Have an idea of where you want to spend your money and then fill in the blanks. As I mentioned above, we skipped Disneyland. It wasn't worth the money when half of our kids were too young to appreciate it and I was pregnant enough at the time to make that much walking a chore. We used to live in Los Angeles, so we had people to visit while we were there, and we know we'll be back someday when all the kids are older.
We saved our bigger spending for Las Vegas (visiting my Grandparents), San Diego (visiting my mom), The Grand Canyon and Albuquerque (visiting my cousins).
So what to do in the spaces between?
Museum of Science and Industry, Chicago
As homeschoolers I have found museum memberships to be a great investment, but even more so this year than in the past. Many science and history museums have reciprocal benefits with other museums all over the country, giving you free access to some very interesting attractions. For the cost of our $90 Science Museum of Minnesota membership we were able to get free access to The Madison Children's Museum, The Indiana State Museum, The Museum of Science and Industry in Chicago and the Omaha Children's Museum, and those were just the museums we had time for.
San Diego Zoo
Our trip took place over Christmas, so in lieu of physical gifts, each of my parents gave the kids an experience gift. Mom paid for Dad and all of their kids and grandkids to go to the San Diego Zoo. Dad paid for us to go to the Birch Aquarium at Scripps Institution of Oceanography in La Jolla. Experience gifts have always been highly prized in my family and space was tight in the van, so the fact that we didn't have to cart home Christmas gifts was a bonus.
Letterboxing/Scavenger Hunts/ Adventure Races
I've said this before and I'll say it again, but the key to entertaining children (and easily distracted adults like myself) is novelty. Fortunately, it's a big and interesting world out there and novelty is not in short supply if you are willing to look for it. Sometimes all it takes is a new perspective.
Letterboxing is one of our favourite hobbies both at home and on the road. Similar to geocaching without the fancy equipment, letterboxing is a fantastic way to get off the beaten path and really explore. It adds a sense of mystery and purpose to an otherwise everyday walk in the park. There's something exciting about knowing that there is a "treasure" hidden in plain sight. It's like being part of a secret club. Everyday people walk past these spots, some of them on busy city streets, some down barely visible paths in the woods, and nobody knows what lays there if only they knew where to look.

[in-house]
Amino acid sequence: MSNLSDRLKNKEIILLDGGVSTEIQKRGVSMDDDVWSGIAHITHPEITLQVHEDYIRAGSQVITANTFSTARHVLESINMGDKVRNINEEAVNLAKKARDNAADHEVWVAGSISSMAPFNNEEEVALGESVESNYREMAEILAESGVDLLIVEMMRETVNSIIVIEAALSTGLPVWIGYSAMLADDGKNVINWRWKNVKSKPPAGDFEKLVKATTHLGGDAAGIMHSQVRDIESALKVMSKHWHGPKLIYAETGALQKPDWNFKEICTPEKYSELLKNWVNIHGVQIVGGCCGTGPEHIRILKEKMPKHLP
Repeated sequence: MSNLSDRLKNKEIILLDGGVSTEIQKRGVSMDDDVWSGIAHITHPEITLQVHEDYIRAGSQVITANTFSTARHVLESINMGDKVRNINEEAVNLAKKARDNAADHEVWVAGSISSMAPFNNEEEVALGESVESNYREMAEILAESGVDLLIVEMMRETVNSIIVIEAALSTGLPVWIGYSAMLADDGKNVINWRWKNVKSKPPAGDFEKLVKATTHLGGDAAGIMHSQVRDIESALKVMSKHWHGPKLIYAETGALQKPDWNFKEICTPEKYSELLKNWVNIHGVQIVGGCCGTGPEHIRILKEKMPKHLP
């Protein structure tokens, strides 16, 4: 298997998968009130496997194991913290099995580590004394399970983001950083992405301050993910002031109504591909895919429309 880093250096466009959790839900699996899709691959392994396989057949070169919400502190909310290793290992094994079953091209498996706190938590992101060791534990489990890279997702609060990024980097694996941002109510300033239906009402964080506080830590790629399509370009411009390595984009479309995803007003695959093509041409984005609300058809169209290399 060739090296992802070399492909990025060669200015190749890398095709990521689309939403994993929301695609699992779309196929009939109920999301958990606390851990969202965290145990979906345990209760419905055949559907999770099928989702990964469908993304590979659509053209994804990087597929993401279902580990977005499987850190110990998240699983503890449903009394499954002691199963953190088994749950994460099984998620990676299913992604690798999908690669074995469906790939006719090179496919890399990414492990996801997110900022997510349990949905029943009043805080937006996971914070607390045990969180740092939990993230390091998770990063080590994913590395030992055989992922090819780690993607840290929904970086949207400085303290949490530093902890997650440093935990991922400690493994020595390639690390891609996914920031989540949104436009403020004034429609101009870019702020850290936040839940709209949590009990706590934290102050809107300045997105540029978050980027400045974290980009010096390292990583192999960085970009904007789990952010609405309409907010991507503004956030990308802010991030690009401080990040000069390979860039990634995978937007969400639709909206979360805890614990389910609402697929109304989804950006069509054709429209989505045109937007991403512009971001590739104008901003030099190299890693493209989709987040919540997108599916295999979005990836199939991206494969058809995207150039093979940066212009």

Scavenger Hunts and Adventure Races (think Amazing Race) are another way of adding a sense of purpose, and even a bit of learning, to your adventures. I once had a friend who liked to travel alone on bicycle in Europe. To amuse himself, he liked to pretend he was a spy. He'd give himself little missions and then try to complete them without anyone seeing him. Yes, it's eccentric, but you have to admit it's kind of fun.
There are a few ways of doing this. If you have time, I think it's fun to head out and plant clues for the kids in various locations. Print up a letter and place it by their toothbrush in the bathroom. "Your mission, if you choose to accept it..." or something along those lines. Give them their first task, which will lead them to their first clue.
If possible, it's fun to involve other people. When you head out for your morning coffee, explain what you are doing to the barista. Tell her the kids will have a secret password for her. Something goofy. Then give her a letter with a clue to the next task. "At Main St and Grand there is a small coffee shop called Java Hut. There is an agent there named Rachel masquerading as a barista. Go to her and order a small hot chocolate with two pumps of vanilla and whipped cream. When she hands you your drink, whisper the password. Female Aardvark. She will give you your next set of instructions." In my experience, unless they are really busy, people enjoy being part of the mystery.
If it's not possible to plant clues ahead of time, you can do an information gathering scavenger hunt. "On the lawn of the capital building there is a statue of the first governor of the state. Find his name. This is the name of the street where you will find your next assignment. Show me the street on your map to recieve the next clue." These kinds of facts are easily attainable online, so you can plan these even from home.
This one doesn't need a whole lot of explanation. Kids are easy. A trip to the beach or a hike in the woods are the cheapest fun out there. The world is a beautiful place. Get out and enjoy it. Some of my longest lasting memories of travel aren't the days I spent at Sea World or Six Flags. They're the moment I rounded the bend on a windy mountain road in the Canadian Rockies and was suddenly sure I was in heaven, or the way the moss grew, sad and lonely on the weatherworn tombstones of goldminers on a remote road in Southern Alaska, or watching the sun set directly over an island, like a crown on a head submerged in the sea in Manzanillo. It's amazing how many memories are made in these simple moments.
Up Next: Roadtripping with Kids-Part 3: Good Cheap Fun Continued.